If we pull this off, we change the game.  We change the game for good.

As a baseball player, Billy Beane was a bust.  As a baseball executive, he changed the game forever.

A first-round draft choice of the New York Mets in 1980, Beane was projected as a star.  But in a six-year big-league career in which he played for four teams, he disappointed.  Beane appeared in only 148 MLB games, batting .219 with three homers and 29 RBI.  After spending the bulk of his decade-long playing career bouncing around in the minors, the former high school hot-shot landed in the front office of the Oakland Athletics in 1990.

Considered one of the most progressive and talented executives in the game, Beane has had a profound impact on how baseball is played today.  Currently the executive vice president of baseball operations for the A’s, he has been named Executive of the Year three times by The Sporting News and has twice received that honor from Baseball America.  Additionally, Major League Baseball recognized Beane as the league’s Executive of the Year in both 2012 and 2018.

The subject of Michael Lewis’ 2003 book, Moneyball: The Art of Winning an Unfair Game, Beane has built the A’s into one of the most successful franchises in baseball despite its low payroll.  The book is required reading at most business schools, making Beane an icon in boardrooms and greatly in demand on the corporate public-speaking circuit.  The 2011 film, Moneyball, was based on the book and starred Brad Pitt as Beane.  During his playing career, the 6’4”, 195-pound right-hander studied economics at the University of California-San Diego during off-seasons.  Beane has used sabermetric principles – applying statistical analysis to evaluate and compare the performance of players —  to run his team in a cost-effective way.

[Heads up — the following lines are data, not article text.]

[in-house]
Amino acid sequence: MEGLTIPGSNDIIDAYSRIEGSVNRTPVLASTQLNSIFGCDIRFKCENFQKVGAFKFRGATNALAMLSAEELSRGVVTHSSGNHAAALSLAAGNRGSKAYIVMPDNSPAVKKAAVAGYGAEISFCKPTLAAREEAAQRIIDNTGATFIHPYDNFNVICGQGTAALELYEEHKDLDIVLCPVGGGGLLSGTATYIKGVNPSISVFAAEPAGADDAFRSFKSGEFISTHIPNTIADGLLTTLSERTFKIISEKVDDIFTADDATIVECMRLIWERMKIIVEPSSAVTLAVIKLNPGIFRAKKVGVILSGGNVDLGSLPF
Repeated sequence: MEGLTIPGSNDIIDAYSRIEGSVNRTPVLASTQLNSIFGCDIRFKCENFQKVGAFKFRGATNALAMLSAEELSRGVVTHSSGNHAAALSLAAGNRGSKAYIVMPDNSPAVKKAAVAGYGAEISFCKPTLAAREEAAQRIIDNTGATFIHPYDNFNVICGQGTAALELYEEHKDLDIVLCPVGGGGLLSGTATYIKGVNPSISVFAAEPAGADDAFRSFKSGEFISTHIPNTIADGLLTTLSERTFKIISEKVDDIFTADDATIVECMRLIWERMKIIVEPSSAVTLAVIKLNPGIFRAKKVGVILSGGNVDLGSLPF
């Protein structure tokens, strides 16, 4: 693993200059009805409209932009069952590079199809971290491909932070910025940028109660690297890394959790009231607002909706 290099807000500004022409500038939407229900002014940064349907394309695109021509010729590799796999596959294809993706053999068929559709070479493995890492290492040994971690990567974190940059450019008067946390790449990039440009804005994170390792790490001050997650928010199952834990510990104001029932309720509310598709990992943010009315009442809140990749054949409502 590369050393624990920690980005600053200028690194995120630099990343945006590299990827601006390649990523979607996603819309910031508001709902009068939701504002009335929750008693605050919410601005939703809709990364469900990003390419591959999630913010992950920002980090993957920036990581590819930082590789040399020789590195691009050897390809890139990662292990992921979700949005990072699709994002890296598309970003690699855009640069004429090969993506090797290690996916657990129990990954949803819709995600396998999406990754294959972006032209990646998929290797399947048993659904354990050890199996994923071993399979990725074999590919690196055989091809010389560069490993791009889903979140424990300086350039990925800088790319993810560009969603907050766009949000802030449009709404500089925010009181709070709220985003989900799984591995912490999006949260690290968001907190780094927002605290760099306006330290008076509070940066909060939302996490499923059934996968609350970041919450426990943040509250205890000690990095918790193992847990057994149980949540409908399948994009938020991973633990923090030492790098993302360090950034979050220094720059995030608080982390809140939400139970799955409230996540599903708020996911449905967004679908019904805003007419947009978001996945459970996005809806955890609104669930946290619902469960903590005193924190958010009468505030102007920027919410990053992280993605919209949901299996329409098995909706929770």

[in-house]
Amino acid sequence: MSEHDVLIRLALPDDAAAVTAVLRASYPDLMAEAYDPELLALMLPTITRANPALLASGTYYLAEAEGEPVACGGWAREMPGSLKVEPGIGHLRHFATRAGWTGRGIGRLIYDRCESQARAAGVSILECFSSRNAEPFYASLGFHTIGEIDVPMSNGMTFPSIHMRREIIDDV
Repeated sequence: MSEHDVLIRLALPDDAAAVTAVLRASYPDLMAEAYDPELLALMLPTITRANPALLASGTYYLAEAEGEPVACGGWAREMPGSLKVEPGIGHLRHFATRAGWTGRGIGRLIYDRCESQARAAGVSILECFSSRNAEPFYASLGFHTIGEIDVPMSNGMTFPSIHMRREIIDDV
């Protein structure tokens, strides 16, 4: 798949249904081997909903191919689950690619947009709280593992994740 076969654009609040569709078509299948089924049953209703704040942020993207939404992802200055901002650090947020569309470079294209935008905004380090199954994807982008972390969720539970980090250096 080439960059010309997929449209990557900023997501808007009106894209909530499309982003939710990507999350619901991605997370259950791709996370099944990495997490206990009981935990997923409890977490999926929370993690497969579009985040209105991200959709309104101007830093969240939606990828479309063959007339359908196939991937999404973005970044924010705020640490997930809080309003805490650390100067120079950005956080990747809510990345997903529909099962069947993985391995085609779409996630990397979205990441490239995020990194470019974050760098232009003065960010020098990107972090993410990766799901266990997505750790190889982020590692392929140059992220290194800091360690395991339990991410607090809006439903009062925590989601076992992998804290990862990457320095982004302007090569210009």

Baseball has changed dramatically in Billy Beane’s two decades running the Athletics.  Hitters who were once measured by batting average, home runs, and runs batted in are now gauged by Weighted Runs Created Plus and On Base Percentage Plus.  Pitchers were formerly held to the standard of wins, innings pitched and earned run average.  Today, managers quantify pitchers’ performance with Runs Allowed per Nine Innings Pitched.  Errors and fielding percentage has been replaced with Defensive Runs Saved.  And the most important metric for all players is WAR – an acronym for Wins Above Replacement.

The problem we’re trying to solve is that there are rich teams, and there are poor teams.  Then there’s 50 feet of crap.  And then there’s us.  It’s an unfair game.

Beane is not afraid to make unpopular decisions.  In 2008, he traded 26-year-old Rich Harden, who had a 2.34 lifetime ERA and was going to be a free-agent at the end of the season, to the Cubs.  Within three years, the oft-injured right-hander was out of baseball.  After the 2011 season, Beane moved three All-Stars, including 2009 Rookie of the Year, Andrew Bailey.  He was crucified by the media, who boldly predicted the A’s would finish last in the league the following year.  Instead, Oakland went on to win its division the following two seasons and qualified for the postseason as a Wild Card in 2014.

Under Billy Beane’s watch, the A’s have compiled the fourth-best record in the American League over the past 19 years, and the eighth-best in all of baseball during that period.  Beane has shepherded the Athletics to eight postseason appearances since 2000.  Only the Yankees, Cardinals and Braves have more.  Two of Beane’s signees – Jason Giambi and Miguel Tejada – have been named AL MVP.  Barry Zito won the 2002 AL Cy Young Award, while Bobby Crosby, Huston Street and Andrew Bailey have all garnered AL Rookie of the Year honors.

Born in Orlando March 29, 1962, William Lamer Beane III grew up in a military family.  His father, a naval officer, taught his son to pitch as a young boy.  The family moved to San Diego, where Beane was a standout in football, basketball, and baseball at Mount Carmel High School in suburban Rancho Bernardo.  After hitting over .500 as both as sophomore and junior, Beane gave up football for fear of injury.